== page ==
This academic year is the 30th anniversary of Columbia becoming a coed institution. Since then, the international population has risen rapidly and now comprises 25 percent of the University’s student body. Columbia claims it’s making efforts to integrate these international students. However, what do international women do when they are lost, and feel helpless in front of formidable cultural and language barriers, before all-too-real problems of gender, female empowerment, and sexuality? Does the University take cultural differences into account at all when it claims to improve the meager resources women need for empowerment and protection? Workshops intending to prevent sexual assault like Consent is Sexy were unhelpful and shocking to me. Where I come from, sex was something women were never allowed to mention, unless they wished to be shamed as “filthy” or “cheap.” I knew that there were certain issues I should be aware of—roofies, hookup culture, parties—but I could not make any sense of them as I had never heard of them before (there is no Korean word for “party” or “making out”), and my inadequate knowledge of American culture made it difficult to know how to be a feminist in these settings. Towering cultural barriers and shame left me exhausted and helpless.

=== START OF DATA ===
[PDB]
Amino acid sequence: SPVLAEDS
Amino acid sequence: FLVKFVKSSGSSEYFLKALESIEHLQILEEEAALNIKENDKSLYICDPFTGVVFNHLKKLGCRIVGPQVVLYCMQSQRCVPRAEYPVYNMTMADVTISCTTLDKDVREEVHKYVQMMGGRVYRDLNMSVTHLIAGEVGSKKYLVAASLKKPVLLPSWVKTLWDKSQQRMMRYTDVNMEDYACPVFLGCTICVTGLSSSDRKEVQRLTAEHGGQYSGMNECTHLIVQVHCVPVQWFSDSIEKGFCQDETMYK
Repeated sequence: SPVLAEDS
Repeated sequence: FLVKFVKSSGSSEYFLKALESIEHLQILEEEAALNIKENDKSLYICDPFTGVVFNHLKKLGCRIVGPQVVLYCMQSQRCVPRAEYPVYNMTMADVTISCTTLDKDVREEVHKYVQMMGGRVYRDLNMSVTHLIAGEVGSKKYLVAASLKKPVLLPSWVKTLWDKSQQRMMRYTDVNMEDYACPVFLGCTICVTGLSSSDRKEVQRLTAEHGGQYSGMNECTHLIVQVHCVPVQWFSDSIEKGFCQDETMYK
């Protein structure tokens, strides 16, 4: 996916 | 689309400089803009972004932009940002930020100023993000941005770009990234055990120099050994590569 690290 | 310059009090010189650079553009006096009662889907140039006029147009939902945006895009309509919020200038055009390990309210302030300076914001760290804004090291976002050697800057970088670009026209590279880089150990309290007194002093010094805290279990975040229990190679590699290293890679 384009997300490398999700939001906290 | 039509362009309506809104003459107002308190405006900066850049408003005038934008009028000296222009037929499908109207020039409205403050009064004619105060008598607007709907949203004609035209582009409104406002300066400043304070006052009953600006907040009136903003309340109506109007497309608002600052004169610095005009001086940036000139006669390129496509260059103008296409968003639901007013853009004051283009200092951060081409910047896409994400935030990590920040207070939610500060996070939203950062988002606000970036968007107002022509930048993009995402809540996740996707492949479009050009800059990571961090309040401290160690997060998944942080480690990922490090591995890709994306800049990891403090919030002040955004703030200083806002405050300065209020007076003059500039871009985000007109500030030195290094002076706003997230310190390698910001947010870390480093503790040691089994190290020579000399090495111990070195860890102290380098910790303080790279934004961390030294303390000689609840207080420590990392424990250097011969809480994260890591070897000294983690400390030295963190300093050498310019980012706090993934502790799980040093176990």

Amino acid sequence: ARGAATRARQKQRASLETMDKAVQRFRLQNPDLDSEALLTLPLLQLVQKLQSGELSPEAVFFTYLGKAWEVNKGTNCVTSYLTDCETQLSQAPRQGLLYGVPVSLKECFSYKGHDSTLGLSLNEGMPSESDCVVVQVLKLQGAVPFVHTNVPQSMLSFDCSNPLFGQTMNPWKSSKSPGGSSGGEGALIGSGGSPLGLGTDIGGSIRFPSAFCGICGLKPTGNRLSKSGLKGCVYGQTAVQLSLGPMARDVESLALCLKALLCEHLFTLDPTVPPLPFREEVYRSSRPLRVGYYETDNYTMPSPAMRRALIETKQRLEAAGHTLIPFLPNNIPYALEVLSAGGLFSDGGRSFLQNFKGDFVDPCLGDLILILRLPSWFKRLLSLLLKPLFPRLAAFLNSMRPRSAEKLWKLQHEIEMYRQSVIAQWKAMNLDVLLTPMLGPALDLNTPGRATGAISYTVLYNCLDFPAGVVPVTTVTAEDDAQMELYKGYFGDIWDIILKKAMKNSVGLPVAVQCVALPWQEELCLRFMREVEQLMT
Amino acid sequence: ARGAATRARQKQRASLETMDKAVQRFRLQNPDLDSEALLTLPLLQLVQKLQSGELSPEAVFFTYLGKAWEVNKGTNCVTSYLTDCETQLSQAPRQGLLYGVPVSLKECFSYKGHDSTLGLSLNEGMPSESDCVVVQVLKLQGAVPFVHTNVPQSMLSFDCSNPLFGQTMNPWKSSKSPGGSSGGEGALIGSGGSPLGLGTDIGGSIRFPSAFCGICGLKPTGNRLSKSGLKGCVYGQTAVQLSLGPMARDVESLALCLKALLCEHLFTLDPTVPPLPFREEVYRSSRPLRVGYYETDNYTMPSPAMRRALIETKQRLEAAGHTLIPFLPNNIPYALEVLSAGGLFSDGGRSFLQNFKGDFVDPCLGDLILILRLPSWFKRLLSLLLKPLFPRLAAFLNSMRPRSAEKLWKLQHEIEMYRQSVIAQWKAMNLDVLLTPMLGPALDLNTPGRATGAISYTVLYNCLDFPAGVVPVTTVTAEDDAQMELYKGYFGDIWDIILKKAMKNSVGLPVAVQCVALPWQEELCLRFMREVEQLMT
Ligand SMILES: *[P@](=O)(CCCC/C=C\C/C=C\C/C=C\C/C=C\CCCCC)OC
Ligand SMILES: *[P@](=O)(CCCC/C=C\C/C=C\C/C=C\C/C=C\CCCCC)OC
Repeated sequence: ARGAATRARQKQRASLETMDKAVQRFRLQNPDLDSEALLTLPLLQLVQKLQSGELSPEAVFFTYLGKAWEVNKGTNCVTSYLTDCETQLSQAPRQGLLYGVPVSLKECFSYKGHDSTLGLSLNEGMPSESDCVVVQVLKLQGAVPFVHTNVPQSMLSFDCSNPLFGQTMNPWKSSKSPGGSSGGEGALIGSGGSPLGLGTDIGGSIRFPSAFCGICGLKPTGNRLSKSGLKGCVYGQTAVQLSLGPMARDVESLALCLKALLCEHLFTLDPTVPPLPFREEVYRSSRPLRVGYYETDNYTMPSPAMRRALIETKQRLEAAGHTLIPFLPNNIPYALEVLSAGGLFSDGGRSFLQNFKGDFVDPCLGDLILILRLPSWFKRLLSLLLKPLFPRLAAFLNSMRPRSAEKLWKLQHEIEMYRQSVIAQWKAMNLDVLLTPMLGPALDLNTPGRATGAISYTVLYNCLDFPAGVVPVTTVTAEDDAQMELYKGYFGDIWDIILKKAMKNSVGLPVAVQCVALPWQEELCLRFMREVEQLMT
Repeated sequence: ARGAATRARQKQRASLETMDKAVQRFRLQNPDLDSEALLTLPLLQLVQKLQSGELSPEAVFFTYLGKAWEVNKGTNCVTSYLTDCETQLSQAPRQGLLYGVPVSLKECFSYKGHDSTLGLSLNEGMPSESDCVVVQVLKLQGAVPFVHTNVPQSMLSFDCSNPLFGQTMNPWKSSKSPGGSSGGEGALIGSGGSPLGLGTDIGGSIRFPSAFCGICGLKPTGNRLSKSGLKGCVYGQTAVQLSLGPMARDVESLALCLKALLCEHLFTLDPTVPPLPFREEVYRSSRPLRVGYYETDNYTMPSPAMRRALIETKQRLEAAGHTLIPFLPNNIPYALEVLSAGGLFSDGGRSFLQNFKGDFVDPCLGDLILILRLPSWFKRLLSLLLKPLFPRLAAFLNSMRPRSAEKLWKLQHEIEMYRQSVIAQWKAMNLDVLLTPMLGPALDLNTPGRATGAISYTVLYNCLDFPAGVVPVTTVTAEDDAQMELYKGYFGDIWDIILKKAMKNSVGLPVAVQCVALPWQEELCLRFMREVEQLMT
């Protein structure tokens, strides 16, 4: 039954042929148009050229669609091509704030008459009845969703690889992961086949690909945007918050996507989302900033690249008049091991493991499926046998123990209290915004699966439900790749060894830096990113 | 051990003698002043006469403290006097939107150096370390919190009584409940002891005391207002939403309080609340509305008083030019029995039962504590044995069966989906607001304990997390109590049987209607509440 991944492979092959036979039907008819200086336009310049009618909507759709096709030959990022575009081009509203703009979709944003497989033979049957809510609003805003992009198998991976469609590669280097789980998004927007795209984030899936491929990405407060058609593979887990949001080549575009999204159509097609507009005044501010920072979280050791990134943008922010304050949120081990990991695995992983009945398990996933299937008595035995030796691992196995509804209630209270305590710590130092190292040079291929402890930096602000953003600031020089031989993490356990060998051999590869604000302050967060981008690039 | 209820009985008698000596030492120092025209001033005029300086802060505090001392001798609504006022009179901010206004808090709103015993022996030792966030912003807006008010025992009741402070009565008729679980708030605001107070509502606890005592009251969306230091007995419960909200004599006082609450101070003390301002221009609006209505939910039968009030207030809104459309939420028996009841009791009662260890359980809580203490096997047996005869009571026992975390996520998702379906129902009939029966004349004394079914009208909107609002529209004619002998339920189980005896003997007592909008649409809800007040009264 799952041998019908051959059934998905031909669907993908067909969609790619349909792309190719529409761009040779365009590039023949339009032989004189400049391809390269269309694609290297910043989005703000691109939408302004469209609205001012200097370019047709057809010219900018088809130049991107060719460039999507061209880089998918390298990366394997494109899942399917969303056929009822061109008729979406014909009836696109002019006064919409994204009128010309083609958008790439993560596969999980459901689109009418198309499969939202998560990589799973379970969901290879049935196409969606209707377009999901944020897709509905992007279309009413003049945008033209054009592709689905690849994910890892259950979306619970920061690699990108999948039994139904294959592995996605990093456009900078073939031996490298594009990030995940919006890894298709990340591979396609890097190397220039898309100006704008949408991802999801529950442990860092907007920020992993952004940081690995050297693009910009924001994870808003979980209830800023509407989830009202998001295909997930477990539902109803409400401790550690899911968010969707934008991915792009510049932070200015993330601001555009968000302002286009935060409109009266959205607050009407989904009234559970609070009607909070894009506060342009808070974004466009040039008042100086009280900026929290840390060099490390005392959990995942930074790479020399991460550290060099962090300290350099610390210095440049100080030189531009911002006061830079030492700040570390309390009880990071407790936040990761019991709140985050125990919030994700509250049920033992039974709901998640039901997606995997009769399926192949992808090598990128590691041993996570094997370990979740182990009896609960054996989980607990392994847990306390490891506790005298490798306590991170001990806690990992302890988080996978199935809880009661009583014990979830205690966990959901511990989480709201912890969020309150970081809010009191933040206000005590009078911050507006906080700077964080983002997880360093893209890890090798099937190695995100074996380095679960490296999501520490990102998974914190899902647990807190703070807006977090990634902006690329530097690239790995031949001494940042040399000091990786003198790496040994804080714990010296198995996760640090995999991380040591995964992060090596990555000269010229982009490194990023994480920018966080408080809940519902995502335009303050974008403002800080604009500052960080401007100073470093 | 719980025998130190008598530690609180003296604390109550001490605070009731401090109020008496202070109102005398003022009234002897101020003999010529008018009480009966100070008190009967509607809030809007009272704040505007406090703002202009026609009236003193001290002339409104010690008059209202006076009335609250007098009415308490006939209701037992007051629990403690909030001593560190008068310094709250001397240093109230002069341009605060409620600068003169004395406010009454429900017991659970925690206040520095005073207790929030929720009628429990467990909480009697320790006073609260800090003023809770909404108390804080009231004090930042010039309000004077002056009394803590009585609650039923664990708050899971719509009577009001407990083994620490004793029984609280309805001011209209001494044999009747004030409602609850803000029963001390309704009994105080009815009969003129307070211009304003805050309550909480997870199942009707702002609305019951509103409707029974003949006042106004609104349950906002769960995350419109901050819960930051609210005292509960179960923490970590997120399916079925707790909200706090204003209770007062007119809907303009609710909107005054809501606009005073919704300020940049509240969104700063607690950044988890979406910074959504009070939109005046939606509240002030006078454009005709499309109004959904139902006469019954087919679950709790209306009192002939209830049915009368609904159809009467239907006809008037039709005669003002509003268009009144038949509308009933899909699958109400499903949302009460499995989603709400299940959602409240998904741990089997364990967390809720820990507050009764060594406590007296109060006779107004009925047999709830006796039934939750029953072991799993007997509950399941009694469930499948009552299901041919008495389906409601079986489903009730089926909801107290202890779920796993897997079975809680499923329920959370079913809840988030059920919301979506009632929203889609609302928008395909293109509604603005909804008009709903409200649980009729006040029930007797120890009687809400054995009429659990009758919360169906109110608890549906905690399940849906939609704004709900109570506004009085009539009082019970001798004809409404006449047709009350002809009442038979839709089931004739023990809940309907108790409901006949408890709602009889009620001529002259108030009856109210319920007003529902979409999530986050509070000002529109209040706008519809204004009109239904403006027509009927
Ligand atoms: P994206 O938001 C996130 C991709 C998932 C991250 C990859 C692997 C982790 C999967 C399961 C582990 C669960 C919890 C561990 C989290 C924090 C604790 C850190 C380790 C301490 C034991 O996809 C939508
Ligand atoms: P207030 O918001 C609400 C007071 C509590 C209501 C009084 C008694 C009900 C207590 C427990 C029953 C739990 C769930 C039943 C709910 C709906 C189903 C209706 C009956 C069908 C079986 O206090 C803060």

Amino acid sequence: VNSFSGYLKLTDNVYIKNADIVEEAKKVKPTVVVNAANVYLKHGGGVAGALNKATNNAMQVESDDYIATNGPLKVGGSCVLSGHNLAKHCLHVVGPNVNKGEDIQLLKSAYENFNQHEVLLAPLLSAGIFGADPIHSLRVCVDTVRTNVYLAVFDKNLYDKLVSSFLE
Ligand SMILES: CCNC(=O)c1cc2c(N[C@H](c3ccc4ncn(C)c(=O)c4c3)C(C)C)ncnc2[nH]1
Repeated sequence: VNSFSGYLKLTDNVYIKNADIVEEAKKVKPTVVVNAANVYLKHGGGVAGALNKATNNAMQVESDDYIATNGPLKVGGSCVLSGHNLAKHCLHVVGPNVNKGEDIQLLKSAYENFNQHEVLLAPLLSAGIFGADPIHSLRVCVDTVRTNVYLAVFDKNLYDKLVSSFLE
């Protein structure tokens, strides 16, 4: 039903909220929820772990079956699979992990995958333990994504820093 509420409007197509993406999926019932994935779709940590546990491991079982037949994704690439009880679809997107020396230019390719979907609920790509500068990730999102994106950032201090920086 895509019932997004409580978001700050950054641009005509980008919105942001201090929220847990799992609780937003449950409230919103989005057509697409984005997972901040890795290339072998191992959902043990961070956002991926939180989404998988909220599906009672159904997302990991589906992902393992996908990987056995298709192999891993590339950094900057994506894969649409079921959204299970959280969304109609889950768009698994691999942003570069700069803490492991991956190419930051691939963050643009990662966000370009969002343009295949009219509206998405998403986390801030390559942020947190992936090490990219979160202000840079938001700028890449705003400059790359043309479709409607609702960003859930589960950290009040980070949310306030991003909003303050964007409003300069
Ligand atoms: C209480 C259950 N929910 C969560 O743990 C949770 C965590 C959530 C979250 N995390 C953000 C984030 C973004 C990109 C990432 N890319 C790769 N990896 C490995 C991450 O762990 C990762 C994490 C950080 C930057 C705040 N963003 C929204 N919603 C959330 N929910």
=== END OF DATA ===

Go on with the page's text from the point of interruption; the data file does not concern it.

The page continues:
Cultural differences are not sufficiently accounted for in the already deficient discussions of sexual assault or female empowerment. The neglect and hollow promises of the administration are only more terrifying for international women who are used to different cultural norms and have significantly fewer available resources in this country. The Columbia community should listen to the international female students. If Columbia as an institution is making efforts to globalize, it also bears a responsibility to reach out to and protect the international students who come through its gates with difficulty adjusting to an unfamiliar culture. ISOP is not enough. If the discussions of feminism and social justice in the student body truly aim to bridge gaps among different women and address intersectionality, there should be more awareness of feminism and cultural norms in other countries.